Former KU wing Gradey Dick impresses at end of ‘crazy’ rookie season with Raptors

One of the bright spots of the Toronto Raptors’ just-completed 25-57 season had to be the emergence of lottery pick Gradey Dick as a promising, bonafide NBA player.

“He’s progressed the most as a rookie — easily — on the court, as anyone I’ve seen,” 14-year NBA veteran Garrett Temple of the Raptors told in a recent interview. “His game play, his ability to accept coaching and put it into play, the defensive things that he’s able to do now versus what he was able to do to begin his season. ...

“On court, he’s been even more impressive than just off-court in my opinion because he progressed so much and I’m really proud of him for that. He’s going to be a player in this league, no question. He’ll be fine in this league for a long time.”

Wichita native Dick was selected by Toronto with the No. 13 pick in the 2023 NBA Draft after a one-and-done season at Kansas. He had so-so stats (8.5 points, 2.2 rebounds, 1.1 assists per game) in his rookie season, which ended Sunday.

However, he came on strong for the Raptors in the season’s final month, scoring in double figures in 10 of their last 12 games and 15 of their final 22.

Dick, a 6-foot-6, 200-pound, 20-year-old shooting guard, played in seven games in April. In that span, he averaged 15.4 points and 4.6 rebounds on 44.8% shooting from the field (and 41.2% from 3-point range).

He scored a career-high 24 points against former KU teammate Jalen Wilson’s Brooklyn Nets in the Raptors’ final home game of the season on April 10. He hit nine of his 20 shots and drained a season-best six 3-pointers in 14 attempts.

That fantastic finish to his first NBA season helped Dick erase the memory of a slow start as a professional basketball player.

Dick — he hit 36.5% of his 3s on the season — was 11-of-44 (25%) from beyond the arc at the start of the new year. He’d played in 21 of the team’s first 42 games, logging 20 minutes or more just five times. He spent a lot of time in the G League during those first couple months of his rookie campaign.

Dick has played in every game for the Raptors since Jan. 20 and started 13 of their final 15 games.

“It was definitely crazy. It feels like it was a flash,” Dick said of his rookie year in his season-ending exit interview with reporters on Monday. “The season was a blast. I wouldn’t want it any other way. It had its ups and downs, like any season does. I’m thankful that I’m here.”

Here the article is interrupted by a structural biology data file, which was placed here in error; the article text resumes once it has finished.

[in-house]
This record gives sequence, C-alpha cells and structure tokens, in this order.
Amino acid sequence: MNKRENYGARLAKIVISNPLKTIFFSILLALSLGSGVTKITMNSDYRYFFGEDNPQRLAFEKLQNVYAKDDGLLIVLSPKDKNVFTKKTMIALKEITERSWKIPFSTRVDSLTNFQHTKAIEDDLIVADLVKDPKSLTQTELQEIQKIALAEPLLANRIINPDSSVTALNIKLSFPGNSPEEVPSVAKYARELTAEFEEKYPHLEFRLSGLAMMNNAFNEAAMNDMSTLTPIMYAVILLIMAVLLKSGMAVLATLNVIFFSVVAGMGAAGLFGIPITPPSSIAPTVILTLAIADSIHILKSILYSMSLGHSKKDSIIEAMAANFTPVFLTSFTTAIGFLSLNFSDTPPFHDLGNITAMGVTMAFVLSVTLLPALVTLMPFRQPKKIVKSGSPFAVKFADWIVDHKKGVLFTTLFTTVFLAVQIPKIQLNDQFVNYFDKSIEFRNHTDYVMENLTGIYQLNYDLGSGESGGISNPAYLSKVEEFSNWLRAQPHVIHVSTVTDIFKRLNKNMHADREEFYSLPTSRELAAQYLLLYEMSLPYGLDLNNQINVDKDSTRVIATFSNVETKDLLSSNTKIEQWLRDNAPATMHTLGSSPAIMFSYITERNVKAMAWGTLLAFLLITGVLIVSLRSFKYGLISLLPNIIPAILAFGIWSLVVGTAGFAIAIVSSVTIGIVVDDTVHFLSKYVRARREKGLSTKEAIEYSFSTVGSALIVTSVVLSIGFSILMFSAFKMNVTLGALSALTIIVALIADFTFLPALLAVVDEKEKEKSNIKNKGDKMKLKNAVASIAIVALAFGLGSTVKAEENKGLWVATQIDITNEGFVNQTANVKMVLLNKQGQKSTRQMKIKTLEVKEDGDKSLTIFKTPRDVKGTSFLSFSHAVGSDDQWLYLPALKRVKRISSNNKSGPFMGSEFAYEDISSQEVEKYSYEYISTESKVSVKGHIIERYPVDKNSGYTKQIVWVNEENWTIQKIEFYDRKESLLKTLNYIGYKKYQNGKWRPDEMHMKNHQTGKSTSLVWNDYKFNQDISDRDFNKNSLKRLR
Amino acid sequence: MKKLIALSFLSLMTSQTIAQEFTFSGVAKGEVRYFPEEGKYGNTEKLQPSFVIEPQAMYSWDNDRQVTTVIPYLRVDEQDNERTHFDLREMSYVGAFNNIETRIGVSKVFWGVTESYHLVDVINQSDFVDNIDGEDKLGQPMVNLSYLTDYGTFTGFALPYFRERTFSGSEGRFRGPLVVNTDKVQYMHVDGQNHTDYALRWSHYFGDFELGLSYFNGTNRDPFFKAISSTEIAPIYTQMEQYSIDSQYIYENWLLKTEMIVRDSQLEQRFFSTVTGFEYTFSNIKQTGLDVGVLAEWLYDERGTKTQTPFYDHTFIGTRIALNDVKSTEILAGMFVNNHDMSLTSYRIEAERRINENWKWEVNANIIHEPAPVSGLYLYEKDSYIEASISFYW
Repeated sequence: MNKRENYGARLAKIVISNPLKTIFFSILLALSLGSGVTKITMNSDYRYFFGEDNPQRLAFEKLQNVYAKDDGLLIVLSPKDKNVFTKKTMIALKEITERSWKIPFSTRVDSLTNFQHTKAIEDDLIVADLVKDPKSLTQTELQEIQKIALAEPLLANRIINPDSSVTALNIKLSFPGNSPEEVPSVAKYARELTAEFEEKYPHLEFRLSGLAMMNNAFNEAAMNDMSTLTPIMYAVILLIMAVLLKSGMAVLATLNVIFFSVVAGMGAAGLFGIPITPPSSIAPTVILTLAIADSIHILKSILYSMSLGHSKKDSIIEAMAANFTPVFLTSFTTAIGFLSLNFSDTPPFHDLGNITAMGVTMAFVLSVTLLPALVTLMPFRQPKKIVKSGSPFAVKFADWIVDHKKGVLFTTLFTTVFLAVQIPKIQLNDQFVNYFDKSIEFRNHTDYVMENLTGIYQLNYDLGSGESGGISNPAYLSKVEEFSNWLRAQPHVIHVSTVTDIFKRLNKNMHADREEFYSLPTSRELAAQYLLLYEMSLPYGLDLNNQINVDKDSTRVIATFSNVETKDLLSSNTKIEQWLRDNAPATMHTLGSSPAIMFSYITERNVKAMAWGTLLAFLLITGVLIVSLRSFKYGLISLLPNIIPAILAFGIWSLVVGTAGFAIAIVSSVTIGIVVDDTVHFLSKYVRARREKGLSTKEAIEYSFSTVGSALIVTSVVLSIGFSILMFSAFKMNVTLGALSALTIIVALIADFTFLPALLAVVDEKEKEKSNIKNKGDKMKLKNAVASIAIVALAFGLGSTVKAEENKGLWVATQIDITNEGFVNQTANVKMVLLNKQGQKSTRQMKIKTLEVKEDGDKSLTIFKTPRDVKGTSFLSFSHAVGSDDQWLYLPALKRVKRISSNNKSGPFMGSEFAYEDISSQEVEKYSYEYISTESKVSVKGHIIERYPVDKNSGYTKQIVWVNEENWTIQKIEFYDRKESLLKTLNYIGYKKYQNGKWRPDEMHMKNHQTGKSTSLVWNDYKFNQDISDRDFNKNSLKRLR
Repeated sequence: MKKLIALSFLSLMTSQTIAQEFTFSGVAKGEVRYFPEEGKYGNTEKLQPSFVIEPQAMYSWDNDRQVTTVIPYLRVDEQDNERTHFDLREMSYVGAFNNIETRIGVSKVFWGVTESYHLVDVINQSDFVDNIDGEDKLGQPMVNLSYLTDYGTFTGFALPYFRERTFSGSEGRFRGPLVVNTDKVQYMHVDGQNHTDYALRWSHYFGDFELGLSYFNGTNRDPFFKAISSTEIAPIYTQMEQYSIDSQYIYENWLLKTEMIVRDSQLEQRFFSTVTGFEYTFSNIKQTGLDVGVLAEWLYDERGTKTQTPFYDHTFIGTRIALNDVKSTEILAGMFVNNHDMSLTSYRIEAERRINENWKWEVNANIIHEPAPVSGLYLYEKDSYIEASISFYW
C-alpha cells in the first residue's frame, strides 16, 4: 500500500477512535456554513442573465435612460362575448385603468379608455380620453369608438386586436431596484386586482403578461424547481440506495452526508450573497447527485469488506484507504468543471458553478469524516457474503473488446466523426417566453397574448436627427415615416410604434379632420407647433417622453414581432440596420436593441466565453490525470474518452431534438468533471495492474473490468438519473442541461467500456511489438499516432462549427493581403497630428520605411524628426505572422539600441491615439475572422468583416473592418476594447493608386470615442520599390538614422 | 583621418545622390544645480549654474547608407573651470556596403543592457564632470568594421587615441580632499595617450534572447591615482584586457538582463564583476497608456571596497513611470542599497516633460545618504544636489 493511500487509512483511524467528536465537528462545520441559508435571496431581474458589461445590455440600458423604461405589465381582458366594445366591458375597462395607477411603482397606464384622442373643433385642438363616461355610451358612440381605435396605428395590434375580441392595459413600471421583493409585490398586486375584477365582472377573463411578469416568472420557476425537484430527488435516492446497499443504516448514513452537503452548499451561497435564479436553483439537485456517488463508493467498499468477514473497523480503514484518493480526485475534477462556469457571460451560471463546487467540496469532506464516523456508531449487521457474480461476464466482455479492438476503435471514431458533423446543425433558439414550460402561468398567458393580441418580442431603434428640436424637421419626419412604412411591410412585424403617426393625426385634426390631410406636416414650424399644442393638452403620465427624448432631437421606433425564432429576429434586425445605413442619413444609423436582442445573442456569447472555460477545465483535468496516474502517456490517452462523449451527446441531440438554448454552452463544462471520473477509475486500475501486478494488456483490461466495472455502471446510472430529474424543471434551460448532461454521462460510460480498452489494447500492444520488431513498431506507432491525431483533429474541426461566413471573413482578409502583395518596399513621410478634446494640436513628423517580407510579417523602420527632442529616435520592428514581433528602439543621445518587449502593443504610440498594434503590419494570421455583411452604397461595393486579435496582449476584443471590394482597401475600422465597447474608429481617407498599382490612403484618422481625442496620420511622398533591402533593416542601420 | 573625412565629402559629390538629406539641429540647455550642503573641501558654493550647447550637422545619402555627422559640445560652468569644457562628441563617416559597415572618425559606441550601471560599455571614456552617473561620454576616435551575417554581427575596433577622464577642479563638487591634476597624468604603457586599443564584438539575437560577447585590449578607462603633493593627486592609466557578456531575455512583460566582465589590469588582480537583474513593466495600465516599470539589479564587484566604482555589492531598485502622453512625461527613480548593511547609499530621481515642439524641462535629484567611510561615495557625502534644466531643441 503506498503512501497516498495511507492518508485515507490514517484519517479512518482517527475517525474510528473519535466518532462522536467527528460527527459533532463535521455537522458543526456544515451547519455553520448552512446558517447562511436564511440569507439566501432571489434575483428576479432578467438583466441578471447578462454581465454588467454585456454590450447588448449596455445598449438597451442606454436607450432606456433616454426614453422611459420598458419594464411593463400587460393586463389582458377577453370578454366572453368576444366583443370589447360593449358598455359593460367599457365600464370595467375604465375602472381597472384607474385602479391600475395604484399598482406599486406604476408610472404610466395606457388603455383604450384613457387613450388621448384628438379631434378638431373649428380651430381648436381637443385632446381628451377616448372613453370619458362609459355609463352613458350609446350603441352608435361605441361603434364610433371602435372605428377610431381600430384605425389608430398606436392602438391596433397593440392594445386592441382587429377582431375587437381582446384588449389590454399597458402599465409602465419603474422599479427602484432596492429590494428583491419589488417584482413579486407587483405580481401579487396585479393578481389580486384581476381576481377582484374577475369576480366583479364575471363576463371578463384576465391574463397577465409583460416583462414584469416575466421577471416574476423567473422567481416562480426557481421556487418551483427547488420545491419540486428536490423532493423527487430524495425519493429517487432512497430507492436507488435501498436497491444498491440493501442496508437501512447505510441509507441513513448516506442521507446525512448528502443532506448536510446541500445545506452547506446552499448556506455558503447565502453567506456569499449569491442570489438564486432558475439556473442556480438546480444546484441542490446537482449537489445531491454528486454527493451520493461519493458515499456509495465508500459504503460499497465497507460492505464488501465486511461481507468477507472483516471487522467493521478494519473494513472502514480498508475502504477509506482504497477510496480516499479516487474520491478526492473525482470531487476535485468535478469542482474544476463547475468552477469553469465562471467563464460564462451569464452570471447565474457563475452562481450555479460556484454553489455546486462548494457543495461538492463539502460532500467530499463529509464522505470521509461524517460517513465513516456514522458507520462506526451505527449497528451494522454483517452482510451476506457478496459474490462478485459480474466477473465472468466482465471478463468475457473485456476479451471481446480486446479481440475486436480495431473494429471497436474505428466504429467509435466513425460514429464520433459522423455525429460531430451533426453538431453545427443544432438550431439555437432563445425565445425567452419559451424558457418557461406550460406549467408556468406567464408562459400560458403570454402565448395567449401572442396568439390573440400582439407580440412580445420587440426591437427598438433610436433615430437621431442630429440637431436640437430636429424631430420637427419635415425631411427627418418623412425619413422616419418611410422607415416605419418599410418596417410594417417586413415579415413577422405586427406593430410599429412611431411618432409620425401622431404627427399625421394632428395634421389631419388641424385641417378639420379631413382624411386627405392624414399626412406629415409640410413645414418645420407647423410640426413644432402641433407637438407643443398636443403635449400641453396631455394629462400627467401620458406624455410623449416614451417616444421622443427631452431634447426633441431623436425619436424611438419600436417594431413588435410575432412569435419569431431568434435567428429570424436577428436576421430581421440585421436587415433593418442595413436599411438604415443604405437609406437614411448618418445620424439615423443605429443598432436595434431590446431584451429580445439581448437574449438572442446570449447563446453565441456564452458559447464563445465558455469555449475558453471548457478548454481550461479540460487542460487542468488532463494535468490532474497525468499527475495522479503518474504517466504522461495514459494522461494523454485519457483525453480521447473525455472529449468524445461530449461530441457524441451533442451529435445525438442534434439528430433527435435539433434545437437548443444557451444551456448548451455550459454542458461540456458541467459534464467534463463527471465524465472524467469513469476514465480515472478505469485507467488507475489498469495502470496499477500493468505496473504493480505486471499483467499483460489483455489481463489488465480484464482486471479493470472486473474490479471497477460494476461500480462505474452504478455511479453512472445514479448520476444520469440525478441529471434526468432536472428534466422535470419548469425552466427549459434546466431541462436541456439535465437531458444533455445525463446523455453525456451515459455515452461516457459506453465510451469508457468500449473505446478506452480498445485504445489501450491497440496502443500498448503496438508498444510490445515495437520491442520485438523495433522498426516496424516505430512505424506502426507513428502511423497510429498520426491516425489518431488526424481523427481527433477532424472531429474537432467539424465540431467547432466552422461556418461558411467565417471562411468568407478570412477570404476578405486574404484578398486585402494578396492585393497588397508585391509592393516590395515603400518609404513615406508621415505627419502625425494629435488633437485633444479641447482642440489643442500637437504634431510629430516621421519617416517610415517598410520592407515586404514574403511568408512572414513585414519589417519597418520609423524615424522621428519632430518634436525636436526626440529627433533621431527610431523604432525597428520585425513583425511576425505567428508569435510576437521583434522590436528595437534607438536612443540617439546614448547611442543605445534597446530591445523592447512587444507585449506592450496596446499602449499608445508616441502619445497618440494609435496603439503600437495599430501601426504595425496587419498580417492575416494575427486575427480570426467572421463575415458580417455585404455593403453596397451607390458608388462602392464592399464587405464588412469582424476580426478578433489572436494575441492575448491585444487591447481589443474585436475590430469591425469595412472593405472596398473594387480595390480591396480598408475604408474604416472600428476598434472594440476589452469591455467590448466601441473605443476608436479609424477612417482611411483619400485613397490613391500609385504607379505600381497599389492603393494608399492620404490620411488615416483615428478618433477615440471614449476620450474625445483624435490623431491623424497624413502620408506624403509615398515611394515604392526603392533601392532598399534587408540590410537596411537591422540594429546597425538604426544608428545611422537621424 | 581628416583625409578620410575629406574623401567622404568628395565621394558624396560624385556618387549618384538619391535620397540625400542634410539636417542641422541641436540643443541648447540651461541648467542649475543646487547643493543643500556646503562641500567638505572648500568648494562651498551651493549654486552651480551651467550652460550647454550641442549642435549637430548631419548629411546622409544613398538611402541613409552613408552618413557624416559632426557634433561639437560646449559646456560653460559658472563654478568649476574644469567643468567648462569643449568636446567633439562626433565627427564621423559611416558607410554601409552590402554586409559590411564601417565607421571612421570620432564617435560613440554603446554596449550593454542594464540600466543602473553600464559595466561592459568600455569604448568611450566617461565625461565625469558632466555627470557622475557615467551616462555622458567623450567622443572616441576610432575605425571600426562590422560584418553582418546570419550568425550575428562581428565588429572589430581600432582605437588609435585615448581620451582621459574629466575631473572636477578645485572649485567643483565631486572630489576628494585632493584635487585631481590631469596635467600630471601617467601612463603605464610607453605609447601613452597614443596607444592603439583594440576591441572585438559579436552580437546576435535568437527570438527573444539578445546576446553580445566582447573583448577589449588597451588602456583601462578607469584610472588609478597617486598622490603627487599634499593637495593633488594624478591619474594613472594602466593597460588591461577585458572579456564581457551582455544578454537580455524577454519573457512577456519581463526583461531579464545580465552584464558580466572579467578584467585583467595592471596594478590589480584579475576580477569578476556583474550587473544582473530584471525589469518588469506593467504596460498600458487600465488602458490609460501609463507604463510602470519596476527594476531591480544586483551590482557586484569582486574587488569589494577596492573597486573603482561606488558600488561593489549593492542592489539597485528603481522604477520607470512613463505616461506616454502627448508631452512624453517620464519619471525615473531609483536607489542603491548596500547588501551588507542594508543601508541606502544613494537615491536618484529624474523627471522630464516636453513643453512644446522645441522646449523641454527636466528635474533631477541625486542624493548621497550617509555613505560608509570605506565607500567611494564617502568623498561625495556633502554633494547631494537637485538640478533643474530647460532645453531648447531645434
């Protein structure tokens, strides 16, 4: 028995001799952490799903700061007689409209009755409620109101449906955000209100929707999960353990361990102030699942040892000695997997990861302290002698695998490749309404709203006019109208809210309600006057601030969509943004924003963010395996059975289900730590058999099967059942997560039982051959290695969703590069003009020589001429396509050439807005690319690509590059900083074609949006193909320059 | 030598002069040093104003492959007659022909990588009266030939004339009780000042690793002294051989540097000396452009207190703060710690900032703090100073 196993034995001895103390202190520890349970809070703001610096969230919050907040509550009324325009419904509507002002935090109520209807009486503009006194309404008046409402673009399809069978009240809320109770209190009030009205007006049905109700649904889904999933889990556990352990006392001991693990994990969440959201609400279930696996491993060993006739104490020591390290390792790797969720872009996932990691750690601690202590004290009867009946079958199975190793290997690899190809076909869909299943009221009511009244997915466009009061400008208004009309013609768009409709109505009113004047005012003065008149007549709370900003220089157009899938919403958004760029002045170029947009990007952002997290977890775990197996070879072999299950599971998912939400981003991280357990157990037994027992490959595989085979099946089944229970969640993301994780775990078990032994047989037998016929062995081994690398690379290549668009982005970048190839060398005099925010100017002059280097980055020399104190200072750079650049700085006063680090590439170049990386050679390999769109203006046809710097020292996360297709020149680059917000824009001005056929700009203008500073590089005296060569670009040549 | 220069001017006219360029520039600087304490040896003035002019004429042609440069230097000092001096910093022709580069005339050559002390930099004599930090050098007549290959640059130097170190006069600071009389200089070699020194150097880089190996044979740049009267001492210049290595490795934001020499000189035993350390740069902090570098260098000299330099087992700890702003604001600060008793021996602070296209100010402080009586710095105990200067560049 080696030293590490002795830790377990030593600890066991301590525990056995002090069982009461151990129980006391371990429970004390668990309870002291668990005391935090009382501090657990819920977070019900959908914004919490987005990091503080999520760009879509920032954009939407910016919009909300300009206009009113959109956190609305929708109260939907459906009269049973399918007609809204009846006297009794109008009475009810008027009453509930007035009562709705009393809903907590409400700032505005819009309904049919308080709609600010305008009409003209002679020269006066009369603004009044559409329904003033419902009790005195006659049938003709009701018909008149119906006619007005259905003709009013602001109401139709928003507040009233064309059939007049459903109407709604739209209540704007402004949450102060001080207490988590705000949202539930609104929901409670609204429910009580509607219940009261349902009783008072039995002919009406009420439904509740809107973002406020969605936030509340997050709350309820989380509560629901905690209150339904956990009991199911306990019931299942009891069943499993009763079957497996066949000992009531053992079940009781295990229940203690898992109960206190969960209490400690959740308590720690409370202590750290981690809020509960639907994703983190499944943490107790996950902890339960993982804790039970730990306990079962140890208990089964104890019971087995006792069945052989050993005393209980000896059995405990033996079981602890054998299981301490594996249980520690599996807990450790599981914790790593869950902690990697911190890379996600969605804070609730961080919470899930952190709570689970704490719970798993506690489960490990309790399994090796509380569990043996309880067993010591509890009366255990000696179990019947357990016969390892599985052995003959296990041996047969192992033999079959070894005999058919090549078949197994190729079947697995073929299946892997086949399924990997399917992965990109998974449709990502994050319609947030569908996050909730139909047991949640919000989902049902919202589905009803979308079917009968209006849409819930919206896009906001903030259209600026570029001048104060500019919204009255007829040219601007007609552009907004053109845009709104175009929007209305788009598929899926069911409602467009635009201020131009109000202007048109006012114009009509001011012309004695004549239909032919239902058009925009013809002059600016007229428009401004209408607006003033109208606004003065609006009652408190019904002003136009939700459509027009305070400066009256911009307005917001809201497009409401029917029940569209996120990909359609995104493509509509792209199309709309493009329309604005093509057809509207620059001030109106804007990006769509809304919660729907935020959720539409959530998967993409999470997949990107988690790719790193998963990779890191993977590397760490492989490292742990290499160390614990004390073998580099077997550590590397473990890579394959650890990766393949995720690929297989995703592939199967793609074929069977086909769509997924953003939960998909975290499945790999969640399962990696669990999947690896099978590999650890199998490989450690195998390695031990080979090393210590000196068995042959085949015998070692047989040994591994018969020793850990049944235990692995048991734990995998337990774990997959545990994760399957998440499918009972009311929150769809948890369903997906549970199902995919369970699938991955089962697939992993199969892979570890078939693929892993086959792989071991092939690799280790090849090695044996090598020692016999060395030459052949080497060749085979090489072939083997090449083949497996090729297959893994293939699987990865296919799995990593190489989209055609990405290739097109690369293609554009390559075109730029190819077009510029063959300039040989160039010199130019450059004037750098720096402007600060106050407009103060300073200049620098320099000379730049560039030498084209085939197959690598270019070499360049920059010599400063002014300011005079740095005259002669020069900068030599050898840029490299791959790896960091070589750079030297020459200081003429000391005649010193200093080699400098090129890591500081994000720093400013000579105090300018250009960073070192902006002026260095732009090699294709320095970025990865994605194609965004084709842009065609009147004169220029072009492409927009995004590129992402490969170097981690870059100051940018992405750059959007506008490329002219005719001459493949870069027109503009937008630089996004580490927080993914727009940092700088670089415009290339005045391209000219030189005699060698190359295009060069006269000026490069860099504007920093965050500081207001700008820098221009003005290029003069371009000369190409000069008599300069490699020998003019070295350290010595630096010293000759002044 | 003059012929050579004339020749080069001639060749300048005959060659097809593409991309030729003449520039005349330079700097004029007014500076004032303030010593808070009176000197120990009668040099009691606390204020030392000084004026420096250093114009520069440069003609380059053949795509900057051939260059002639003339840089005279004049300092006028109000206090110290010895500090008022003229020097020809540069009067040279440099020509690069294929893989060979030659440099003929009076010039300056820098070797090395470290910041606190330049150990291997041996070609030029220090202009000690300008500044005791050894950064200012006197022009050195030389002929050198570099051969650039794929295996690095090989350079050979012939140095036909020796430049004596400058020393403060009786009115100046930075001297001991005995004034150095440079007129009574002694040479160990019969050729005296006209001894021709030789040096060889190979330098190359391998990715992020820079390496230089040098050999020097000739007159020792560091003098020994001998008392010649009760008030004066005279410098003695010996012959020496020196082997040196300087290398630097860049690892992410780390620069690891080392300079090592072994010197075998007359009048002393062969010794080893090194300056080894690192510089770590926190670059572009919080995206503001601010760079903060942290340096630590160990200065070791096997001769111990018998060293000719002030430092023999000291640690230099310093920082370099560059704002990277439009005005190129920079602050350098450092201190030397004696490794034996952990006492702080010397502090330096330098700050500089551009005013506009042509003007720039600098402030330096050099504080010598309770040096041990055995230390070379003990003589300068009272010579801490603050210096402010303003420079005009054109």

He took his early struggles in stride. Remember, he doesn’t turn 21 until Nov. 20.

“I think it was just coming into a new thing. Honestly that’s probably the most I’ve dealt with and struggled with in one season,” Dick said. “I think it taught me a lot about myself. I always go back to the coolest thing my parents said, was, ‘Without struggle your story is not being told. If you can’t fight through that and be resilient then what makes a good story?’ Kind of going through that and being resilient, getting comfortable out there taught me a lot about myself,” Dick added.

Dick actually was prepared mentally for the slow start to his pro career.

“I thought it was going to be hard pretty much the whole time,” said Dick, who was a teammate of former KU wing Ochai Agbaji through the last several weeks of the season (Agbaji was traded from Utah to Toronto on Feb. 9).

“I keep saying (it was a matter of) getting comfortable with it,” Dick continued. “I think it’s repetitions, being in game situations. I’m so thankful Darko (Rajakovic, Raptors coach) gave me the opportunity to be in those situations. When I had those opportunities I wanted to make the most of it and stick with the rotation. I feel I did a solid job at that. Obviously I will have better knowledge of what to do in the next season,” Dick noted.

Rajakovic, who just completed his first season as coach of the Raptors, has told Dick what he must work on between now and the start of the Kansan’s second season in the league.

“Besides the obvious one that he needs to work on his body,” Rajakovic said earlier this week in his own exit interview with Raptors media. “He’s 20. At the beginning of the season I said he looks like he’s 16. Then he looked like he was 16 1/2. Now he looks like he’s 17.

“There’s a natural thing that’s going to happen just him getting older. His body is going to fill in,” Rajakovic said. “There’s a lot of work to be done for him to get stronger to withhold the contact better and to be more physical on the defensive end, as well.

“I think that’s the No. 1 thing for him. I felt his progression in playing from corners, getting shots, the reads and cuts, driving from that area of the floor is something he did a really good job of. In the offseason we’ll look to put him in different situations he can play out of and continue to grow in that aspect as well,” he added of driving to the goal for buckets.”

Dick is looking forward to spending a lot of time this offseason in Canada, where he has remained a fan favorite all season long. In fact, Dick was the player the Raptors chose to grab the microphone and speak to their fans before that final home game of the 2023-24 campaign.

He is a symbol of hope for the future for a team that dropped 23 of its final 26 games.

“It means everything,” Dick said of the support. “I don’t think I’d get as much love anywhere else than here, in Toronto. The people welcomed me and my family from day one.

“I remember coming in and seeing my big picture on the arena. I think that was the coolest thing. It was genuine. I walk out and people are not begging for pictures, but are like, ‘If you have time, can we take one?’ It was my first look at the Canadian love and support. I wouldn’t want to be in any other city than this.”